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Hungarian top diplomat: EU must discuss anti-Russian sanctions

May 26, 19:56 UTC+3 UNITED NATIONS

Sanctions against Russia have failed to reach their goals, Hungarian Foreign Minister Peter Szijjarto says

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Hungarian Foreign Minister Peter Szijjarto

Hungarian Foreign Minister Peter Szijjarto

© Mikhail Japaridze/TASS

UNITED NATIONS, May 26. /TASS/. Sanctions against Russia have failed to reach their goals, and countries of the European Union must discuss their impact, Hungarian Foreign Minister Peter Szijjarto said in an interview with TASS on Friday.

The diplomat reiterated that two goals were "attached" to the sanctions imposed against Russia over the conflict in Ukraine.

"If you put in consideration sanctions, there were two goals attached to it: economically - to kill Russia’s economy, that obviously was not a successful attempt. Number two, political one: to have forward progress toward full implementation of the Minsk agreements. That didn’t happen either," the senior diplomat said.

With this in view, Budapest suggests holding a debate in the European Union to consider the aftermath of the sanctions. "It’s a problem, that since the introduction of the sanctions we never had a debate about the impacts. And when we ask for a debate, we don’t give any prejudice," the foreign minister said.

He said, however, that if the issue of extending sanctions against Russia is put to vote in the European Union, Hungary will support the majority. "We made it clear many times that the last thing we would do is to break the unity of the EU. We would never do it," Peter Szijjarto said.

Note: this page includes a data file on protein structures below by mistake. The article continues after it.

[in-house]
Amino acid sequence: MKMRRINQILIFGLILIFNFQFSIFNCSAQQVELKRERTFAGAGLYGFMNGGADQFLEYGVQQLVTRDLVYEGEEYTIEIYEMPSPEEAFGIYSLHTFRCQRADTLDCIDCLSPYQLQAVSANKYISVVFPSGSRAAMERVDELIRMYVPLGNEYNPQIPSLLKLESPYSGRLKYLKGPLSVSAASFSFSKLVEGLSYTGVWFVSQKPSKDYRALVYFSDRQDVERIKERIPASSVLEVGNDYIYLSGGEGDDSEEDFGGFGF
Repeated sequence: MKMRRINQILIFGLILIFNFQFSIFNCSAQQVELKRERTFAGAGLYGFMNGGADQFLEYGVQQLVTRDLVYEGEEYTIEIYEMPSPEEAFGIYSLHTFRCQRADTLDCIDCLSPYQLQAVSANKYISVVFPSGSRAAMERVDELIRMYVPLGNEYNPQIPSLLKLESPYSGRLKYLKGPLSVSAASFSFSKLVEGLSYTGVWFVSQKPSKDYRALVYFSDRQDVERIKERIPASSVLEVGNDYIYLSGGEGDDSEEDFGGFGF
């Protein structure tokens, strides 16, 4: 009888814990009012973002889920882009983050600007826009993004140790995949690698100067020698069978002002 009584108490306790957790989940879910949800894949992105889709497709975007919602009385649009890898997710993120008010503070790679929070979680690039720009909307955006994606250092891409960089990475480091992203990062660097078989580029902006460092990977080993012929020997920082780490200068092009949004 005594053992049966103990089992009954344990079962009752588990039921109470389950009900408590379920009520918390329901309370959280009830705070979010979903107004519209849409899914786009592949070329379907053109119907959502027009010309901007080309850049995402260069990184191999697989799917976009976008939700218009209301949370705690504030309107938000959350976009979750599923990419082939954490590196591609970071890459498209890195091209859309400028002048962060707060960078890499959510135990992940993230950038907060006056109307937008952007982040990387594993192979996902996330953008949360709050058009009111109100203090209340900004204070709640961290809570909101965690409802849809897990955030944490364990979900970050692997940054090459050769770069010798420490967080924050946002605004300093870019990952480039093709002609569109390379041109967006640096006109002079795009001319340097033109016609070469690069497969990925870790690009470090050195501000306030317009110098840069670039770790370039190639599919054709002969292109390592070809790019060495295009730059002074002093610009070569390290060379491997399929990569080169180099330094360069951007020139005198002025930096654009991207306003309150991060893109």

He also stressed that Hungary was in favor of pragmatic relations between the European Union and Russia, based on mutual respect and mutual advantage. The foreign minister also spoke in favor of Rusisa’s better relationship with the US and the West on the whole, noting that countries of Central Europe were always affected at times of increased political tensions.

"We don’t want to be losers any more. It is our own interest, security interest, and pragmatic interest, and economic interest, (that) US and Russia enjoy a better relationship, then currently. And that’s not something we say because we are pro-Russian or pro-US, or pro-something. We are pro-Hungarian and we know, that whenever these countries enjoy a good relationship, it’s much better for Central Europe," the senior diplomat stressed.

In 2014, the European Union imposed sanctions on Moscow over developments in Ukraine and Crimea’s reunification with Russia and has repeatedly extended them. Talks on visa-free regime and a new framework cooperation agreement were suspended, a ban was imposed on entry to the EU member-countries for Russian officials and their assets were frozen. Restrictive trade, financial and military measures were put in place. A total of 151 individuals and 37 legal entities were added to the sanctions lists. Sectoral sanctions against 20 Russian financial, oil and defense companies have been in effect.

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